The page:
3. It was precisely from the tilt towards Moscow, linked to the attempt to avoid conflict and gain prestige for the country and its then Prime Minister, that Italy was inexorably forced – already in the aftermath of the controversial Russian decision to recognise the self-styled republics of Luhansk and Donetsk as independent entities – to implement a spectacular U-turn. Basically, a year ago, something took place that was very similar to what happened in November 2011 when, with the “spread” (the gap between the yield of Italian bonds and bonds of the German benchmark) at 500 basis points, Silvio Berlusconi was succeeded as Prime Minister by Mario Monti, who chose Italy’s ambassador to Washington, Giulio Terzi di Sant’Agata, as Foreign Minister and called Admiral Giampaolo Di Paola, then chairman of NATO’s Military Committee, to head the Defence Ministry. Without changing the government structure this time – it was impracticable to change during the epidemic crisis – Mr Draghi himself piloted the turnaround, immediately complying with the decision made on 22 February 2022 by the US Secretary of State Antony Blinken to interrupt all high-level contacts with the Russian Federation.
In fact, speaking the next day in the House and Senate to report on the latest developments, Minister Di Maio enunciated the same line adopted by the United States, just as Moscow was still describing Mr Draghi’s visit to the Kremlin as an open dossier. This was followed by the Russian Foreign Ministry’s irritated communiqué on Italian cocktail diplomacy and, in a Rossini-like crescendo, by the statement made by Mr Di Maio, broadcast on television, in which he emphasised that an abyss existed between Mr Putin and any beast, and precisely the Russian leader was the atrocious one. In Parliament, the Premier acknowledged some mistakes of the past and plotted the course that would lead Italy to side with Ukraine and against the aggressors.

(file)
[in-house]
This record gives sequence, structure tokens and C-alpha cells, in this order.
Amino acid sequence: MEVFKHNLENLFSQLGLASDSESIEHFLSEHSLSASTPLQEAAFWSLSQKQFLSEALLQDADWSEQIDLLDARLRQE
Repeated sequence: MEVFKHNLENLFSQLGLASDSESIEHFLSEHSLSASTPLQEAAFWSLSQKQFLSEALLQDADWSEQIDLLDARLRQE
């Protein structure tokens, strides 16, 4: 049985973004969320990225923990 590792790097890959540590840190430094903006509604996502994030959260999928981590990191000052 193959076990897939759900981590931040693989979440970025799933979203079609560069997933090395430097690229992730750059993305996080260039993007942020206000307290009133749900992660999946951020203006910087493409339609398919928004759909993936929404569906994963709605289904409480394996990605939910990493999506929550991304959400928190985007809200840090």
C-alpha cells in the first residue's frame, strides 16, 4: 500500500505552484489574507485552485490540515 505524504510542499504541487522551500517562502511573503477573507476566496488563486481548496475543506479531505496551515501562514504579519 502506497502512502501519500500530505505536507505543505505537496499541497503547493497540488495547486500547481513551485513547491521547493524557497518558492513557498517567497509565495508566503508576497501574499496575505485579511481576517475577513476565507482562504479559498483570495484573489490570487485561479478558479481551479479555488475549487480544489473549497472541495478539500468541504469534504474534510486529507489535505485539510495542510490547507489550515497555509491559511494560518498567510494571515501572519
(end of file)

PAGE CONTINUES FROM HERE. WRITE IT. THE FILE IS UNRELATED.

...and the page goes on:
Rome adhered to the imposition and enforcement of sanctions decreed against Moscow by the European Union. Furthermore, on 28 February 2022, the Council of Ministers passed a decree-law that authorised the government to provide Ukraine with military aid for its defence until 31 December. It was on the basis of this measure that five inter-ministerial decrees were then issued on the very subject of sending armaments to Kiev.
A sixth such administrative act was in the pipeline at the time when the new Defence Minister, Guido Crosetto – successor to Lorenzo Guerini, who had meanwhile returned to the chairmanship of the Parliamentary Committee for the Security of the Republic (Copasir) – appeared before the assemblies of House and Senate on 13 December to announce the Meloni Administration’s intention to extend by one year the policy of military support to the Ukrainian resistance. When Mr Crosetto asked the two Chambers to endorse this, more deputies and senators responded positively than those who support the current centre-right majority.
The debates that took place in the two branches of Parliament were substantially identical, resulting in the discussion of no less than five similar acts in both Chamber of Deputies and Senate. To facilitate maximum convergence between the political groups, the technique of split voting on individual motions for resolutions was again used: this mechanism allows each deputy or senator to not vote for one or more undesirable parts of the individual devices, while still approving overall the piece of legislation.